Refrigerants and ozone lawyer: A brief loook about the history.

A  brief look about the History: Three Pioneers

 By Rolando Delgado Castillo

   Versión en español                                                                            English version

Dobson: Pioneer in the determination of ozone atmospheric

Gordon Miller Bourne Dobson (1889 - 1976) was an experimentalist who devoted much of his life to study of atmospheric ozone. The results were to be of great importance in leading to an understanding of the structure and circulation of the stratosphere.

He came to Oxford in 1920 to take up the position of University Lecturer in Meteorology,  and Dobson worked on studies of meteor trails, from which he deduced that the temperature profile above the tropopause was not constant - as simple theory would predict and the name 'stratosphere' implies - but rather that there was a region where temperature increased substantially with height. Dobson inferred correctly that the cause of the warm stratosphere was heating by the absorption of ultraviolet solar radiation by ozone, and he set out to make measurements of the amounts and their variability. 

The first spectrograph was built in the summer of 1924 at Dobson's laboratory and workshop in a hut built for the purpose in the grounds of his home, Robin Wood, Boars Hill. Extensive measurements during 1925 established the main features of the seasonal variation of ozone, the maximum in the spring and the minimum in the autumn, and also demonstrated the close correlation between ozone amount and the meteorological conditions in the upper troposphere and lower stratosphere. By the end of 1929, therefore, the main feature of the variation of the ozone amount with synoptic conditions, with latitude and with season had been established.


In the early 1930s Dobson became concerned with the study of atmospheric pollution,  and under his guidance reliable methods were developed for the measurement of smoke, and deposited matter.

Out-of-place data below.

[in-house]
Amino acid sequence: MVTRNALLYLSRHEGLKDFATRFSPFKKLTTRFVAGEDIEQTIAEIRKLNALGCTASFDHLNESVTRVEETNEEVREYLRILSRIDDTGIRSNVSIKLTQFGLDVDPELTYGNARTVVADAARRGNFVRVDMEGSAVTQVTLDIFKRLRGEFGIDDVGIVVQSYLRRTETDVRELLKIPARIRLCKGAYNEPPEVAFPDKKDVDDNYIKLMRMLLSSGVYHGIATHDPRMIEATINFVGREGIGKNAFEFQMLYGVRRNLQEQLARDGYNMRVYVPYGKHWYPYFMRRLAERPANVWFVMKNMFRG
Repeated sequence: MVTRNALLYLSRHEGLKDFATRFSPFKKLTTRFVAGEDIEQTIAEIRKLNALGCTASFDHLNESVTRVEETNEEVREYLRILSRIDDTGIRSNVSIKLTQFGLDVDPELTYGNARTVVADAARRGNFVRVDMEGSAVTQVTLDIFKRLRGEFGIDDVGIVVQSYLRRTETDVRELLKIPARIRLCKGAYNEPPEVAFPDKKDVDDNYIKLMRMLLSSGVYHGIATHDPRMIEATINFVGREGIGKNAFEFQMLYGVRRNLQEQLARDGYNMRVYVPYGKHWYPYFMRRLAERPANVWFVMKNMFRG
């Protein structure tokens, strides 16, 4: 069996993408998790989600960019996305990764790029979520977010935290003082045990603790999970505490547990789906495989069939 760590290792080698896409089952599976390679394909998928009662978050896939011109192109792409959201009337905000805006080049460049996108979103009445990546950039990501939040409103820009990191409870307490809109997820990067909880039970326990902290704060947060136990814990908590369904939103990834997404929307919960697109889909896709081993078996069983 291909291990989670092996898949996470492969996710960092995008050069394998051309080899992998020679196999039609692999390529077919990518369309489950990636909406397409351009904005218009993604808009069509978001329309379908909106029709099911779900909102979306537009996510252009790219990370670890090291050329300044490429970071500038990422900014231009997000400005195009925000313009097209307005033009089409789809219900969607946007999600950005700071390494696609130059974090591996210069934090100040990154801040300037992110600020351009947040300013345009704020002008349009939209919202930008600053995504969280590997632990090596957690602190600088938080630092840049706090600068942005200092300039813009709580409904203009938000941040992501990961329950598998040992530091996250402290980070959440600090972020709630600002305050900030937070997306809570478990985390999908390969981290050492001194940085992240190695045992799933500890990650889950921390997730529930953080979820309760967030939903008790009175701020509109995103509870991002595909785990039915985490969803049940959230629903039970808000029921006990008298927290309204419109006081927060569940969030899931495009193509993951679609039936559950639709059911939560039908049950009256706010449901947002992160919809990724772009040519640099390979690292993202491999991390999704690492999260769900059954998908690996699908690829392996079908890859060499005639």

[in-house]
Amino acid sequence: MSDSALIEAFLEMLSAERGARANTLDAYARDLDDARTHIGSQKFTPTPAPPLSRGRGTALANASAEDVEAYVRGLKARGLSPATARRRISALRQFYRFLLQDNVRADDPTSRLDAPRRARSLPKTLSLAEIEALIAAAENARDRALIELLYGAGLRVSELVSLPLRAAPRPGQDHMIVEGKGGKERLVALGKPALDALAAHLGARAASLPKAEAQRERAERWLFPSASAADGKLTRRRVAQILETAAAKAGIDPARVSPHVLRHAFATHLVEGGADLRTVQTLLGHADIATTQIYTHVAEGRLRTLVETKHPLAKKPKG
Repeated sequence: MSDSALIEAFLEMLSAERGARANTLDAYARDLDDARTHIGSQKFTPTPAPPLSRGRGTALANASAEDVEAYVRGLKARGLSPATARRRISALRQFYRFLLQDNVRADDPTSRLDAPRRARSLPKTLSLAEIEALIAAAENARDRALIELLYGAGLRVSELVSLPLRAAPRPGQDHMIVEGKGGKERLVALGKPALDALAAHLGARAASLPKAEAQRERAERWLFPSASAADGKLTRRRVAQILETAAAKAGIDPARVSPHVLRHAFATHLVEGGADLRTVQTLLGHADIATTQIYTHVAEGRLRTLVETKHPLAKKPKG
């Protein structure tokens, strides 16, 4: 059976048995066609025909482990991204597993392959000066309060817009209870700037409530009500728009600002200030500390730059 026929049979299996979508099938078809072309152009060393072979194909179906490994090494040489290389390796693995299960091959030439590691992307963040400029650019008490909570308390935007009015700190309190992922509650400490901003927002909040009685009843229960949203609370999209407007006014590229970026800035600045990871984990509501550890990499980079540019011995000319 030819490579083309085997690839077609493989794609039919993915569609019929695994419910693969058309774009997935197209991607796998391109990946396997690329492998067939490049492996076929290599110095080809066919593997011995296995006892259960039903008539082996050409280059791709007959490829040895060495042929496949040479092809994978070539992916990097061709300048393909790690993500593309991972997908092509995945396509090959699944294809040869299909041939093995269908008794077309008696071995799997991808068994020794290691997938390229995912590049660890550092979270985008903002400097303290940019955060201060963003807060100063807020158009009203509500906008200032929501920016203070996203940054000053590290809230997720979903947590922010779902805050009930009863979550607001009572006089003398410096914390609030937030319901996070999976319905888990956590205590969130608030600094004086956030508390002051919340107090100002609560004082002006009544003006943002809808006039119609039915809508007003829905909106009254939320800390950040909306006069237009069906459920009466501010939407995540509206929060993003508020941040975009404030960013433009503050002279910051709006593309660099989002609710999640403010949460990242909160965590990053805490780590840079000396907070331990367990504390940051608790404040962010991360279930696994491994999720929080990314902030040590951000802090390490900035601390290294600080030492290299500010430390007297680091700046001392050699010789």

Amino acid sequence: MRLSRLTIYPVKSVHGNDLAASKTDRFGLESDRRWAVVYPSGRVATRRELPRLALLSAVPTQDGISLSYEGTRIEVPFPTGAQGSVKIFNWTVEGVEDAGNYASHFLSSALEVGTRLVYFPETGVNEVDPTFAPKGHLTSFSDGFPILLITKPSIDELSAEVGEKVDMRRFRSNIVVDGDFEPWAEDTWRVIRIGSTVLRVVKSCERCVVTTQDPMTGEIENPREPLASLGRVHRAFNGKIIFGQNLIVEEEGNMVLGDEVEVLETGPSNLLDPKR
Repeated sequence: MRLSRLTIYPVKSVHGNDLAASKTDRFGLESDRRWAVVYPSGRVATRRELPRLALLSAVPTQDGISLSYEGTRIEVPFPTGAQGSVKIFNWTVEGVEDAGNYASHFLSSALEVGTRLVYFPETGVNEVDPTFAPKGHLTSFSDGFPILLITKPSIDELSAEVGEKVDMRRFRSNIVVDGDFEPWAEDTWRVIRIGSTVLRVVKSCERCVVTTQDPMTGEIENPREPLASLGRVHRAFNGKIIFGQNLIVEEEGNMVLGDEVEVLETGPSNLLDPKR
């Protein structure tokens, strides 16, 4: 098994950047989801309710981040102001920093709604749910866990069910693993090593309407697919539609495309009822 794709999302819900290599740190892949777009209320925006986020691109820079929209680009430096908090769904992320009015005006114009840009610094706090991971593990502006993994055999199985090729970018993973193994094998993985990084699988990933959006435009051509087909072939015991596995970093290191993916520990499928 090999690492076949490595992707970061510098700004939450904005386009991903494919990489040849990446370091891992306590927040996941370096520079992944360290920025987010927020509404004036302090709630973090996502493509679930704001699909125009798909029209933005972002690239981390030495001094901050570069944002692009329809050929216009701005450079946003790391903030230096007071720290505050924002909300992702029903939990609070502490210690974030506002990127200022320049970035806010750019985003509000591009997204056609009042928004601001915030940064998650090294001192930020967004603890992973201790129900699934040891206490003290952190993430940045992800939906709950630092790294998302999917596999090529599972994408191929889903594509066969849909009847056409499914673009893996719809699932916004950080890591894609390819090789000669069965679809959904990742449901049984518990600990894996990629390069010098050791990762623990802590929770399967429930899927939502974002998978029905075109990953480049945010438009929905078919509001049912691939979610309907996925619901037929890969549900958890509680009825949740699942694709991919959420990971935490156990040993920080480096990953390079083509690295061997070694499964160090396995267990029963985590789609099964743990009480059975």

After World War II, international ozone work became organised under the International Ozone Commission which was set up in 1948 at the Oslo meeting of the International Union of Geodesy and Geophysics. The first Secretary was Sir Charles Normand who in 1947 had joined Dobson in Oxford. The International Geophysical Year in 1956 brought a large increase in the number of ozone instruments required. The most interesting result which came out of the I.G.Y. measurements was the discovery of the annual variation of ozone at Halley Bay in Antarctica showing a sudden rise in November - very different behaviour from the northern hemisphere.


Dobson retired from his University readership in 1950 and from his university demonstratorship in 1956, but work on atmospheric ozone continued all through his retirement years. His last paper was written in 1973, 62 years after his first one, and his last observation of atmospheric ozone was made the day before he had the stroke from which he died six weeks later. The Dobson Ozone Spectrometer is still in use world-wide with a network of over 150 instruments making daily observations. 


Oxford University (2003):  Short Biography of  G.M.B. Dobson


Thomas Midgley Jr: A great inventor


Thomas Midgley Jr (1889 - 1944) was an American mechanical engineer, formed of self-taught way in chemistry that represents a forced reference to demonstrate the importance to evaluate the possible impact of any new technology that demands the massive use of chemical agents. 


Midgley faced in the second decade of the century two problems created by the mighty American industry.  The activity of the transport demanded the increase of the efficiency in the combustion process by reducing irregular detonation that took place during the operation of motor.  Midgley supposed that using certain additive could improve the qualities of gas to act like anti-detonation.  First on approval of test and error and soon following certain tendencies in the periodic table, in 1921, while he worked in the research laboratory of the General Motors, discovered that tetraethyl lead was an anti-detonation ideal.  Two years later was commercialized ethylated gasoline in the United States. 


The toxicity properly was not evaluated and the contamination extended for more than 60 years, being impossible an objective evaluation from the impact that could cause mainly in the infantile population, in which the lead can cause delays in the development, upheaval of the memory and problems in hearing.